|Numéro de publication||US8653715 B1|
|Type de publication||Octroi|
|Numéro de demande||US 13/173,029|
|Date de publication||18 févr. 2014|
|Date de dépôt||30 juin 2011|
|Date de priorité||30 juin 2011|
|État de paiement des frais||Payé|
|Numéro de publication||13173029, 173029, US 8653715 B1, US 8653715B1, US-B1-8653715, US8653715 B1, US8653715B1|
|Inventeurs||Joel T. Baumbaugh|
|Cessionnaire d'origine||The United States Of America As Represented By The Secretary Of The Navy|
|Exporter la citation||BiBTeX, EndNote, RefMan|
|Citations de brevets (30), Référencé par (2), Classifications (7), Événements juridiques (2)|
|Liens externes: USPTO, Cession USPTO, Espacenet|
This invention is assigned to the United States Government and is available for licensing for commercial purposes. Licensing and technical inquiries may be directed to the Office of Research and Technical Applications, Space and Naval Warfare Systems Center, Pacific, Code 72120, San Diego, Calif., 92152; voice (619) 553-5118; firstname.lastname@example.org. Reference Navy Case Number 100794.
The present invention relates to self-contained power cells capable of supplying electrical energy, and more particularly to a compact energy source capable of supplying a low level of energy for a relatively long period of time.
Electric power cells provide self-contained sources of electrical energy for driving external loads. Chemical batteries are a common example of a practical electric power cells, in that they are relatively inexpensive to produce and capable of supplying a reasonably high energy output, even though it may be for a relatively short period of time. These batteries are effectively employed in a large variety of applications and environments, which can range in requirements from a very large current demand over a short period of time, such as a heavy-duty fork lift truck, to a small current demand over a long period of time, such as a small wristwatch. While chemical batteries are very effective at providing the power needs of such devices, the size and durational requirements sometimes associated with microelectronic devices are not always compatible with employment of chemical batteries. One example of a microelectronic device possibly requiring a compact, long-life, low-current battery is a nonvolatile memory circuit of a compact computing device. Another example is a low-power electronic sensor which is intended for long term unattended operation in an inaccessible location.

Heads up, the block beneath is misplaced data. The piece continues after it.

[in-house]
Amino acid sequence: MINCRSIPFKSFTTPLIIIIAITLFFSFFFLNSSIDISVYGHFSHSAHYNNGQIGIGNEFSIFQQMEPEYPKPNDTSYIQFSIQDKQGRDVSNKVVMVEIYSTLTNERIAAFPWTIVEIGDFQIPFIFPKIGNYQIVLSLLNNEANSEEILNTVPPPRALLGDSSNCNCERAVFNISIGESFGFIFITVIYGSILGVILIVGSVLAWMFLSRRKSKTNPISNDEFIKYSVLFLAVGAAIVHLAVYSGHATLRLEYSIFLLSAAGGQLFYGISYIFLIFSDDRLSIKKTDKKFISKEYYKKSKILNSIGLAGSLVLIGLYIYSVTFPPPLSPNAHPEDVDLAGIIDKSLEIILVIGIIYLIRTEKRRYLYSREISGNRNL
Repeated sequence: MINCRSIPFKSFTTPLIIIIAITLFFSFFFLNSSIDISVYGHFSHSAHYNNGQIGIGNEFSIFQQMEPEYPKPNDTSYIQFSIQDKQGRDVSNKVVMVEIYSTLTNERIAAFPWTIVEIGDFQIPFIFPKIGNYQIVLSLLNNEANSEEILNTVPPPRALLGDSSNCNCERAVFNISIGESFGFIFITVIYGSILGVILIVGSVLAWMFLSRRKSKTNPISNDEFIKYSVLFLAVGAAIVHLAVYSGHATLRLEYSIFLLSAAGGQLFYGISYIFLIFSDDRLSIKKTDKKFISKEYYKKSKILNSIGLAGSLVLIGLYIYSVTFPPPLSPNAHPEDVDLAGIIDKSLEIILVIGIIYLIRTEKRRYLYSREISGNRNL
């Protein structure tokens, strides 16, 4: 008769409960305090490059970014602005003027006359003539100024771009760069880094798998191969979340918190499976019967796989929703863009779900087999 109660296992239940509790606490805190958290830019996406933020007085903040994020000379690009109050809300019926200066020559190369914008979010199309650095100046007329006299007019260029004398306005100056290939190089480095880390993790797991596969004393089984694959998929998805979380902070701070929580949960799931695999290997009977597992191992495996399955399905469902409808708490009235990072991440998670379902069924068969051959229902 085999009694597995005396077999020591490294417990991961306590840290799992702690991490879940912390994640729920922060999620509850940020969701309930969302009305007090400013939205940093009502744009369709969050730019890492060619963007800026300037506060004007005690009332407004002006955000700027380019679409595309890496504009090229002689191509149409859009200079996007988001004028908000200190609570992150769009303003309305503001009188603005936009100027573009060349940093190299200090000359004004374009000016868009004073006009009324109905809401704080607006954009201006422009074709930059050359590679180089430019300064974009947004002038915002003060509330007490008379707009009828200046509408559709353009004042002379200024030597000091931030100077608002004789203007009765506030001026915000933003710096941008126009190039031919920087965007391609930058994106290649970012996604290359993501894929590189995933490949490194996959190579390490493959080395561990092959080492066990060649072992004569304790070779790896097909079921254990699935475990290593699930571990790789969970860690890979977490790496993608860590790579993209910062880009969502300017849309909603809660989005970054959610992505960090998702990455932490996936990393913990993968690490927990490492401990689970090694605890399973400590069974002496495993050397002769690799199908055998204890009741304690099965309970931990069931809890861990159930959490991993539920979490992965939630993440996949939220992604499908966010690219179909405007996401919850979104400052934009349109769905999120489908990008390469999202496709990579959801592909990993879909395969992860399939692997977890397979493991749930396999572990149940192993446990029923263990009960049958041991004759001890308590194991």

The amount of electrical energy supplied by chemical batteries is directly related to the mass of reactive materials incorporated in the chemical batteries. This characteristic can result in the size of a chemical battery being much larger than its load. Even a chemical battery in a modern electronic wristwatch is usually much larger in size and heavier relative to the electronic microchip circuitry which drives the watch. It is therefore desirable to provide a battery that can fit in a very small space, and preferably one which can also provide many years of uninterrupted service.